SOUTH AFRICA: 5.5 million strike against privatisation



More than five million workers, students and poor South Africans joined the August 29-30 national strike against the African National Congress government's privatisation plans, in what was clearly a massive success for the Congress of South African Trade Unions, which called the two-day shutdown.

The success of the action has triggered unprecedented attacks on COSATU by ANC cabinet ministers, the most vocal being "comrade ministers" belonging to the South African Communist Party.

According to COSATU's monitors, around 70% of workers observed the strike. Despite big business and government claims that most sectors of the economy were unaffected by the strike, capitalist press reports could not hide the fact that major cities were all but deserted.

As well as COSATU's two million members, the stoppage was backed by the 500,000-strong National Council of Trade Unions, the South African National Civic Organisation, the South African Non-Governmental Organisation, national student organisations and the mushrooming anti-privatisation activist groups in townships across the country.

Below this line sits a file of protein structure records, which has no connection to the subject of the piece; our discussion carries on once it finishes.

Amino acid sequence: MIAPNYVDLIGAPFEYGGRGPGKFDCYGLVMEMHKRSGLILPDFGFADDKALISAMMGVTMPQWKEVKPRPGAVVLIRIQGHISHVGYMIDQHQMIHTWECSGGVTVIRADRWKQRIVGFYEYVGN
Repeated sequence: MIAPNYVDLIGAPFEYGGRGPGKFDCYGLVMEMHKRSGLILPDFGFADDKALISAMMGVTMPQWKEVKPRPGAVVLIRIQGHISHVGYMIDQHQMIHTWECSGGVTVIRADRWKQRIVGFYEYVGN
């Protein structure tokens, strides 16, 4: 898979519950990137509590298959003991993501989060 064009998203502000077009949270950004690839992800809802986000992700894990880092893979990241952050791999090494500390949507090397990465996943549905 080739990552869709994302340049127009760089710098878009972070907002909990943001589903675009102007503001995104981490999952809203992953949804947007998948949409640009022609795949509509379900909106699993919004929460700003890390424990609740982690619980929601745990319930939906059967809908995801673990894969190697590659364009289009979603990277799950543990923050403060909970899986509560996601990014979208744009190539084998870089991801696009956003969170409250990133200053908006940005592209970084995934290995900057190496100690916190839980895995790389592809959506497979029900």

The SACP had also resolved to "fully support" the general strike, even though its members in cabinet are leading proponents of privatisation and the government's neo-liberal economic program.

The federation said the massive turnout illustrated the South African people's opposition to privatisation. The government hopes to raise more than 18 billion rand ($4.5 billion) this financial year through the sale of state-owned enterprises.

The state-owned electricity utility Eskom, South Africa's railways Spoornet, and its parent entity Transnet, telecommunications provider Telkom, and arms manufacturer Denel are all on the ANC government's privatisation chopping block.

In Johannesburg on August 30, 35,000 COSATU members and supporters marched to the offices of Gauteng provincial premier Mbhazima (Sam) Shilowa. Marchers were angered when they discovered that Shilowa, a former COSATU general secretary and a senior leader of the SACP, had left for Durban to attend the United Nations World Conference Against Racism rather than stay to accept a memorandum from the strikers.

In Pretoria, 30,000 workers converged on the Union Buildings to deliver their demands. When public service minister (and SACP central committee member) Geraldine Fraser-Moleketi attempted to speak, she was shouted down with boos and cries of "Hamba, hamba!" ("Go away, go away!"). Police whisked her away.

In Durban, 30,000 COSATU supporters marched to Durban City Hall on August 29. They chanted slogans that singled out public enterprises minister (and SACP central committee member) Jeff Radebe. Radebe is in charge on the ANC government's privatisation drive. More than 20,000 marched in Nelspuit. In Cape Town, 10,000 marched.

The most impressive support for the strike was registered in the impoverished Eastern Cape province, where 90% of workers participated, and in the Northern Cape, where 80% turned out and 20,000 demonstrated.